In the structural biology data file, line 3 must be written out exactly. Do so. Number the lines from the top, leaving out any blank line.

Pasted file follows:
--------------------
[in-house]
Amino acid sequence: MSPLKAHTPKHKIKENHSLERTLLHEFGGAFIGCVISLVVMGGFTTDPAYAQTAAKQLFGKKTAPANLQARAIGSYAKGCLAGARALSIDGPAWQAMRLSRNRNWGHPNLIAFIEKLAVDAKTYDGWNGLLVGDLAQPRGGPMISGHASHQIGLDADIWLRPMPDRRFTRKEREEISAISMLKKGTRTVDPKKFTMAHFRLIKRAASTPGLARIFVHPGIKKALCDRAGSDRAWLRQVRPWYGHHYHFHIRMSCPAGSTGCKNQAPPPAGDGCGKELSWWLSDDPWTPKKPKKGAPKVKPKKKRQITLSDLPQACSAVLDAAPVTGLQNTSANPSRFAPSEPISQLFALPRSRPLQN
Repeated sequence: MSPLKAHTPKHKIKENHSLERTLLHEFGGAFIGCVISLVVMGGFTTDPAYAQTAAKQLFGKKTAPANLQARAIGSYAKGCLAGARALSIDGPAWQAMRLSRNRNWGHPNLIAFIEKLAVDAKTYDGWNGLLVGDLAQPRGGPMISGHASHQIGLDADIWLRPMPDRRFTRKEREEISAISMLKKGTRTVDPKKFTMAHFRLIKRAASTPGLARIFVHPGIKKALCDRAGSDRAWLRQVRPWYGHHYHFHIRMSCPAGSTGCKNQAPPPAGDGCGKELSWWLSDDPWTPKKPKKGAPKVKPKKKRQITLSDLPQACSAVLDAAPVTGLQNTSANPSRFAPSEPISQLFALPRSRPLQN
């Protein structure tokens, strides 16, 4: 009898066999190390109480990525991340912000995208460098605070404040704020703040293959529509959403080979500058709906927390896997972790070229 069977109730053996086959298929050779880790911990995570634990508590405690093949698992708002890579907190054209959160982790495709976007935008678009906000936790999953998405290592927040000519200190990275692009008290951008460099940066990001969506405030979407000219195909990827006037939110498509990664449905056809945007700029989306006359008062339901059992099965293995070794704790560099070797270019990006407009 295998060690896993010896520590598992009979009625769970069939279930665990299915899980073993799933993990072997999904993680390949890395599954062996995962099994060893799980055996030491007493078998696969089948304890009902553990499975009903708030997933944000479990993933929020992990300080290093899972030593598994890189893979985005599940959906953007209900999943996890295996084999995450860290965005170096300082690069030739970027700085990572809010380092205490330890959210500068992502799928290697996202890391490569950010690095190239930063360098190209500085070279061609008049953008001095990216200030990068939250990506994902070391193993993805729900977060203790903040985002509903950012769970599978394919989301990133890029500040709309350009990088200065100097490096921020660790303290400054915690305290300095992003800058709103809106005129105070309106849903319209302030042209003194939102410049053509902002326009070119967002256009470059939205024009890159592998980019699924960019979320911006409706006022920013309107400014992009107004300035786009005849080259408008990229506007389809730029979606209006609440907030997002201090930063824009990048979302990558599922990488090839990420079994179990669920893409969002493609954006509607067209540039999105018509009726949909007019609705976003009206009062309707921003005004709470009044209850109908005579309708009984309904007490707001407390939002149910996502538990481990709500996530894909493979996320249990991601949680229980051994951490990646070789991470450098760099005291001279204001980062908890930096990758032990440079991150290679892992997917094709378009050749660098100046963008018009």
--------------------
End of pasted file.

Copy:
Repeated sequence: MSPLKAHTPKHKIKENHSLERTLLHEFGGAFIGCVISLVVMGGFTTDPAYAQTAAKQLFGKKTAPANLQARAIGSYAKGCLAGARALSIDGPAWQAMRLSRNRNWGHPNLIAFIEKLAVDAKTYDGWNGLLVGDLAQPRGGPMISGHASHQIGLDADIWLRPMPDRRFTRKEREEISAISMLKKGTRTVDPKKFTMAHFRLIKRAASTPGLARIFVHPGIKKALCDRAGSDRAWLRQVRPWYGHHYHFHIRMSCPAGSTGCKNQAPPPAGDGCGKELSWWLSDDPWTPKKPKKGAPKVKPKKKRQITLSDLPQACSAVLDAAPVTGLQNTSANPSRFAPSEPISQLFALPRSRPLQN